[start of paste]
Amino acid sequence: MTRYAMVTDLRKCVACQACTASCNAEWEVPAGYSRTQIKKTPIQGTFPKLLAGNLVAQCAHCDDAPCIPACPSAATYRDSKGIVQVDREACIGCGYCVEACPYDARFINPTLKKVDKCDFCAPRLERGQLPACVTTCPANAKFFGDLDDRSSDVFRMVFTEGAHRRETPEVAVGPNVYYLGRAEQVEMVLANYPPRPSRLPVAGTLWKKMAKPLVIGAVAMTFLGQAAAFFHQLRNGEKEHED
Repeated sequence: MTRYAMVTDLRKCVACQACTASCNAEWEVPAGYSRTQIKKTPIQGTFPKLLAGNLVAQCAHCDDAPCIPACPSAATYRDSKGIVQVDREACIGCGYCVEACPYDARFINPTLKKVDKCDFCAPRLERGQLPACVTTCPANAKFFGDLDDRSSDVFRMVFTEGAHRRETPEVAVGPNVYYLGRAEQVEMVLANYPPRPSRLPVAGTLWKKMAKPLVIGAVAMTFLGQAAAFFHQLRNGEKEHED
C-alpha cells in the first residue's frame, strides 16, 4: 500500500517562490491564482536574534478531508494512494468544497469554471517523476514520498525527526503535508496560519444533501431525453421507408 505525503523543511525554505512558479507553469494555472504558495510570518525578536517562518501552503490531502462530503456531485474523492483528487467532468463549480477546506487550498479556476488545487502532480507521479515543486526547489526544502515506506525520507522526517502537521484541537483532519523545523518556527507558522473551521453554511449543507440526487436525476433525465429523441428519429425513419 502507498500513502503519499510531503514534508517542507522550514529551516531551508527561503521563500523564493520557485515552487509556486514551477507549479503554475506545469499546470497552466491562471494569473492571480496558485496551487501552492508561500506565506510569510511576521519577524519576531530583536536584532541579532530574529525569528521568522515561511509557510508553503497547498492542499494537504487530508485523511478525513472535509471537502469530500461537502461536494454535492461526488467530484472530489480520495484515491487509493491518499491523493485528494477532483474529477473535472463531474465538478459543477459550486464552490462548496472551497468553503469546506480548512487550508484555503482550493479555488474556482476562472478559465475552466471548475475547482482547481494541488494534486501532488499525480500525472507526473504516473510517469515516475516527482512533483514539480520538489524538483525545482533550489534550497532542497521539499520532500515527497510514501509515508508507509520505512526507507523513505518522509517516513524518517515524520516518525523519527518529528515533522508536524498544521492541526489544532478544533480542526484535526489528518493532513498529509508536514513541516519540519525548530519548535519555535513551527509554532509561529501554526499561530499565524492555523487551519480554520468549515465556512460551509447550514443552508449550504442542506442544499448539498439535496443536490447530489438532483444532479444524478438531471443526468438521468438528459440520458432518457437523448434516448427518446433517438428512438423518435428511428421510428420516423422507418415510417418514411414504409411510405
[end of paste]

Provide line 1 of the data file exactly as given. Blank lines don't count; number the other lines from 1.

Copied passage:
Amino acid sequence: MTRYAMVTDLRKCVACQACTASCNAEWEVPAGYSRTQIKKTPIQGTFPKLLAGNLVAQCAHCDDAPCIPACPSAATYRDSKGIVQVDREACIGCGYCVEACPYDARFINPTLKKVDKCDFCAPRLERGQLPACVTTCPANAKFFGDLDDRSSDVFRMVFTEGAHRRETPEVAVGPNVYYLGRAEQVEMVLANYPPRPSRLPVAGTLWKKMAKPLVIGAVAMTFLGQAAAFFHQLRNGEKEHED